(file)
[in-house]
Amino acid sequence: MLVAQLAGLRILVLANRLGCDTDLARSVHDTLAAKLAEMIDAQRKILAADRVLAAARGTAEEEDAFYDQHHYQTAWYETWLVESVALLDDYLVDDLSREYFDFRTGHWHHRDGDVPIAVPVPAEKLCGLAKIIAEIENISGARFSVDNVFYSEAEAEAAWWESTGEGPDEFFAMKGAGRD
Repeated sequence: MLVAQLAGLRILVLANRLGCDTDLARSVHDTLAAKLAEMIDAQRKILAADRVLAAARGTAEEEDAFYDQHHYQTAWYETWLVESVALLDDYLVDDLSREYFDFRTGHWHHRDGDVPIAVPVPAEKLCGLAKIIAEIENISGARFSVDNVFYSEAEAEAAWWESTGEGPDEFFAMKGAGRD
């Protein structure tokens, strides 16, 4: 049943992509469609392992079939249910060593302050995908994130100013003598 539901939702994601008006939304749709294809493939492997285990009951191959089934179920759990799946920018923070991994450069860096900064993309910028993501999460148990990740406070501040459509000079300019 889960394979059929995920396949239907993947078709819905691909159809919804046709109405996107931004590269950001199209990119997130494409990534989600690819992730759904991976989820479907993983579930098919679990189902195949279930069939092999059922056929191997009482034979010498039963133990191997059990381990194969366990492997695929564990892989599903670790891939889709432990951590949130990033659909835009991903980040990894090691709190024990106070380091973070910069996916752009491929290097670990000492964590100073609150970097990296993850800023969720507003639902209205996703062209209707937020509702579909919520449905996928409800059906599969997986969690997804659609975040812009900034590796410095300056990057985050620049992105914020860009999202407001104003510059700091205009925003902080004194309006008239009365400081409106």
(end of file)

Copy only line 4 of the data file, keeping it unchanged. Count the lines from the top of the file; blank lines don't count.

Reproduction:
């Protein structure tokens, strides 16, 4: 049943992509469609392992079939249910060593302050995908994130100013003598 539901939702994601008006939304749709294809493939492997285990009951191959089934179920759990799946920018923070991994450069860096900064993309910028993501999460148990990740406070501040459509000079300019 889960394979059929995920396949239907993947078709819905691909159809919804046709109405996107931004590269950001199209990119997130494409990534989600690819992730759904991976989820479907993983579930098919679990189902195949279930069939092999059922056929191997009482034979010498039963133990191997059990381990194969366990492997695929564990892989599903670790891939889709432990951590949130990033659909835009991903980040990894090691709190024990106070380091973070910069996916752009491929290097670990000492964590100073609150970097990296993850800023969720507003639902209205996703062209209707937020509702579909919520449905996928409800059906599969997986969690997804659609975040812009900034590796410095300056990057985050620049992105914020860009999202407001104003510059700091205009925003902080004194309006008239009365400081409106």